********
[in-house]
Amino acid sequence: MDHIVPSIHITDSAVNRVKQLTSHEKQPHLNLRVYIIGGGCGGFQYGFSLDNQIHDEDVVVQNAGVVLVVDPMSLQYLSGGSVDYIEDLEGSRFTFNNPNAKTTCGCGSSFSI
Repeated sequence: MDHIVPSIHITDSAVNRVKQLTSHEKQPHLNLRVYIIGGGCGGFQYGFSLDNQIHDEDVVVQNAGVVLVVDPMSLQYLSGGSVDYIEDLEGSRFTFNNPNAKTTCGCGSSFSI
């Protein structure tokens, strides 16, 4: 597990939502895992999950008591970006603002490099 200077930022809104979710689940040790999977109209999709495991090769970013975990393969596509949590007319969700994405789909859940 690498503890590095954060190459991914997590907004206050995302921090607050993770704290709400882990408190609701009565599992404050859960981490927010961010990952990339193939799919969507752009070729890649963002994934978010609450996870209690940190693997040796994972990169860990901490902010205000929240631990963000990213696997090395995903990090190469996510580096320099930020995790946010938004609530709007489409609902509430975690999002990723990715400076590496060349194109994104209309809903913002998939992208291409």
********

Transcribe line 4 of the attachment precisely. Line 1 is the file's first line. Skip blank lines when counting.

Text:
């Protein structure tokens, strides 16, 4: 597990939502895992999950008591970006603002490099 200077930022809104979710689940040790999977109209999709495991090769970013975990393969596509949590007319969700994405789909859940 690498503890590095954060190459991914997590907004206050995302921090607050993770704290709400882990408190609701009565599992404050859960981490927010961010990952990339193939799919969507752009070729890649963002994934978010609450996870209690940190693997040796994972990169860990901490902010205000929240631990963000990213696997090395995903990090190469996510580096320099930020995790946010938004609530709007489409609902509430975690999002990723990715400076590496060349194109994104209309809903913002998939992208291409």